Monday, 22 July 2019

Kathryn Williams Anthology: 20\20 Vision




One of the threads running through singer\songwriter Kathryn Williams' work for these past 20 something years it is bringing light to the darkness - whether that be of human frailty, love conquering fear or another making life more bearable.

'Darkness\Light' from 2013's 'Crown Electric' (Sometimes there are shadows that I have to fight/ but you can make the darkness bright / You can make my darkness light) and 'Mirrorball' from 2002's 'Old Low Light' (Moonlight is so overrated \ Complete darkness is so embracive) demonstrate a love\hate relationship with the darker side of nature.

When I first encountered Kathryn's work I was just emerging from a dark place myself and finding that wish to hide from the world and the need to experience fully it for the first time in years very much at the forefront of my mind. I had been in a clinic after a nervous breakdown at the beginning of the year, anxiety, depression mixed with a form of acrophobia and loneliness had made my world fall apart into crippling daily panic attacks. I came out the other side with a renewed confidence and understanding that this was something that I would have to constantly work at to maintain a fairly normal existence. The one thing I knew I wanted to do was go to more live music as my anxiety had prevented that for so many years - the crowds, the claustrophobia, heat and heightened awareness made it all so difficult.

I can't recall if it was a session or interview on GLR, as BBC Radio London (or LDN) will always be known to some of us that I heard in late 1999 ahead of her appearance at the 12 Bar in London (don't look for it, its not there anymore) and was immediately taken by her voice on the title track from her EP 'Fade'. Perhaps I should declare my interest in that I sneaked a copy of her performance at the 12 Bar from the sound desk in exchange for a beer which I gave to Kathryn some 17 years later when I heard she was putting together a box set of her career so far.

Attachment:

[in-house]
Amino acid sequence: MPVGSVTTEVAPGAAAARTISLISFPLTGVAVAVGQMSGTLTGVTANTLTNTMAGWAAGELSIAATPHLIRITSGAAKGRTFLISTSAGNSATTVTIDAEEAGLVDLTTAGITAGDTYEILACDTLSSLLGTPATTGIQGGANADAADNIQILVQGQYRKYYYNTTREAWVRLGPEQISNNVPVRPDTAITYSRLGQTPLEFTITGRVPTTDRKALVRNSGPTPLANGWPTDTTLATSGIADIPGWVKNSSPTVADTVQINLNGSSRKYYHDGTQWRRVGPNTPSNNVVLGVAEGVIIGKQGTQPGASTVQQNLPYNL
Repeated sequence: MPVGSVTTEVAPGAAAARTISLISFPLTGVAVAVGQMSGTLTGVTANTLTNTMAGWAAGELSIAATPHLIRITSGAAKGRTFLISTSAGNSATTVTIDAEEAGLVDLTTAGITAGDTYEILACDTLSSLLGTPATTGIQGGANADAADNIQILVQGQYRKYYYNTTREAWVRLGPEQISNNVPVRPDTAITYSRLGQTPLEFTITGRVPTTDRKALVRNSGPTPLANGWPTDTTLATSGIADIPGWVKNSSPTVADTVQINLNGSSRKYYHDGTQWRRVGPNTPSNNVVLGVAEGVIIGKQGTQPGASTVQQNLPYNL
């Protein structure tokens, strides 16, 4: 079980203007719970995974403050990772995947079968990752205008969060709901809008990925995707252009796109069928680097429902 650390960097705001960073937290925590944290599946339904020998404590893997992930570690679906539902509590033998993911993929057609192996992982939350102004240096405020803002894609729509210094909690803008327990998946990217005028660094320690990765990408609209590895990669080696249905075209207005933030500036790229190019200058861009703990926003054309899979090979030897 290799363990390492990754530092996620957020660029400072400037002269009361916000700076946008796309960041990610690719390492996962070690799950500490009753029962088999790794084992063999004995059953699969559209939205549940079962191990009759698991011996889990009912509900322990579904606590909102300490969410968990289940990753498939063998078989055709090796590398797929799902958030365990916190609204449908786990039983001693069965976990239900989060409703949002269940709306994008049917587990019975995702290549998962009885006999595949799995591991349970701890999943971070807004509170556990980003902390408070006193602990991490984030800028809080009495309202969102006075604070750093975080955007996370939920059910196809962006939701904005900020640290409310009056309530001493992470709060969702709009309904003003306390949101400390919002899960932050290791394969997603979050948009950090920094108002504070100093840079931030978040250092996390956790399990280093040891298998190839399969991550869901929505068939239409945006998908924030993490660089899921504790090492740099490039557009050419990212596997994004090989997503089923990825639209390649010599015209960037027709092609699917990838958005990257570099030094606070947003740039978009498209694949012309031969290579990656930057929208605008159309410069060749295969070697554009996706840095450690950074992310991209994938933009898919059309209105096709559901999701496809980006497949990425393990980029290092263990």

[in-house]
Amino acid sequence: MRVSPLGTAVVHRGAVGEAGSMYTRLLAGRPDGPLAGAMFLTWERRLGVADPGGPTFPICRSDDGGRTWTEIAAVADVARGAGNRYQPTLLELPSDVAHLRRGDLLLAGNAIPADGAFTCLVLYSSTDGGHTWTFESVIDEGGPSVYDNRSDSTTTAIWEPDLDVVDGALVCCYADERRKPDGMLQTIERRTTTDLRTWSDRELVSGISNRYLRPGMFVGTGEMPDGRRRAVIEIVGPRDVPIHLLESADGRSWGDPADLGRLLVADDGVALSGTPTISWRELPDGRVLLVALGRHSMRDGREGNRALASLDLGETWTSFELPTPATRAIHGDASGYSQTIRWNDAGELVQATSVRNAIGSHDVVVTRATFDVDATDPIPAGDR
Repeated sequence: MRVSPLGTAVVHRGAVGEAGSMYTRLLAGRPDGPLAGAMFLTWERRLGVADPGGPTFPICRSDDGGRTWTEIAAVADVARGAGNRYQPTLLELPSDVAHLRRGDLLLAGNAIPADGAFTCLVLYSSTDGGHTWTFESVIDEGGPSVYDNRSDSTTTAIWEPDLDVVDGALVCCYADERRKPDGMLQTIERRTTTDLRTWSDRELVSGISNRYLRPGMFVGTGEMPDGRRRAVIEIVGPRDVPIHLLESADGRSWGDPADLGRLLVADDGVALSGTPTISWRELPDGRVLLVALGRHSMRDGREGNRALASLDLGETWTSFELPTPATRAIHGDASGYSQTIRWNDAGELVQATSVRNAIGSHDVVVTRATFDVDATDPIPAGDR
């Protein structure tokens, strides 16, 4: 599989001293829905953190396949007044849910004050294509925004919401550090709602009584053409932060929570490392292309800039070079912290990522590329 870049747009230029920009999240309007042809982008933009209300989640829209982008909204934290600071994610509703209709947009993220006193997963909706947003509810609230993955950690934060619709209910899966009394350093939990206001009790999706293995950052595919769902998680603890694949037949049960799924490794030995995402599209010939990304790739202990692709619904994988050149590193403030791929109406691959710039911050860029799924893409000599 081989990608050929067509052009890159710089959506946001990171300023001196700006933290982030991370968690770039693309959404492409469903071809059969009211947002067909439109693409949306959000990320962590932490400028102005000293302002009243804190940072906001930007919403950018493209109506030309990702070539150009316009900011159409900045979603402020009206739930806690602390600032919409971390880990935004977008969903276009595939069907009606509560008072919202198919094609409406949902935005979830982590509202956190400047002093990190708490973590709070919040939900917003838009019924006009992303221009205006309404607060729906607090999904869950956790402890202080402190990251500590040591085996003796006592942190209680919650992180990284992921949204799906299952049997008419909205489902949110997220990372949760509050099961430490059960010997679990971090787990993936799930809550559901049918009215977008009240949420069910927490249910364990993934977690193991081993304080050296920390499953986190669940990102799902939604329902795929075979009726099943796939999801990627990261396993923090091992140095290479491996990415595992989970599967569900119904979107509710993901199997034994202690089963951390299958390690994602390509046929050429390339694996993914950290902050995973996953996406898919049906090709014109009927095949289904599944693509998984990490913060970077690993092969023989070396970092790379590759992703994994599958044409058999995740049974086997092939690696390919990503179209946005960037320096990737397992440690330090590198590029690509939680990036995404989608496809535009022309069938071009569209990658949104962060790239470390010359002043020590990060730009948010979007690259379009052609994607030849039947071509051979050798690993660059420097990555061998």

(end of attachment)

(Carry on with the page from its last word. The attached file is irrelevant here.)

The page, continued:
Each remastered album is accompanied by a bonus disc of demos \ live and unreleased songs that rather than replicate material already out there on B-side and the like demonstrates a development of the albums as well as Kathryn as a songwriter and artist. So what follows is 20 selections that mean something to me and are my guide to what makes this a special collection, so lets start Side 1, Track 1….
Leazes Park 
Self financed and manufactured debut album and the opening track arrives like a mystery with an uneasy sense of dread and obsession. The simple backing with its insistent circular guitar figure helps hold your attention. Kathryn's vocal is woozy yet brittle and fierce, accusatory and beguiling. She draws you into her world. 

No One To Blame (Live at 12 Bar, London 1999)
From her first London show and the tape I sneaked away that night is the song Kathryn claims 'gave me the reputation of being a lesbian which I went along with just to be polite'. Performed with Laura Reid on strings it has a menacing, angry and regretful air with staccato stabs echoed in the lyric. Even at this early stage she is able to hold a room quiet and attentive.





We Dug A Hole
This is a song I can probably recreate every note of in my head without needing to hear it. Her Mercury Prize nominated album bought her to a wider audience with a superb collection of songs. What gets me is the almost whispered opening lines that slowly builds swirling through waters, popcorn and sticky carpets to the joyful coda chant 'Warmer than wood, old and safe' that descends into barking and laughter.

Changeling (unreleased song)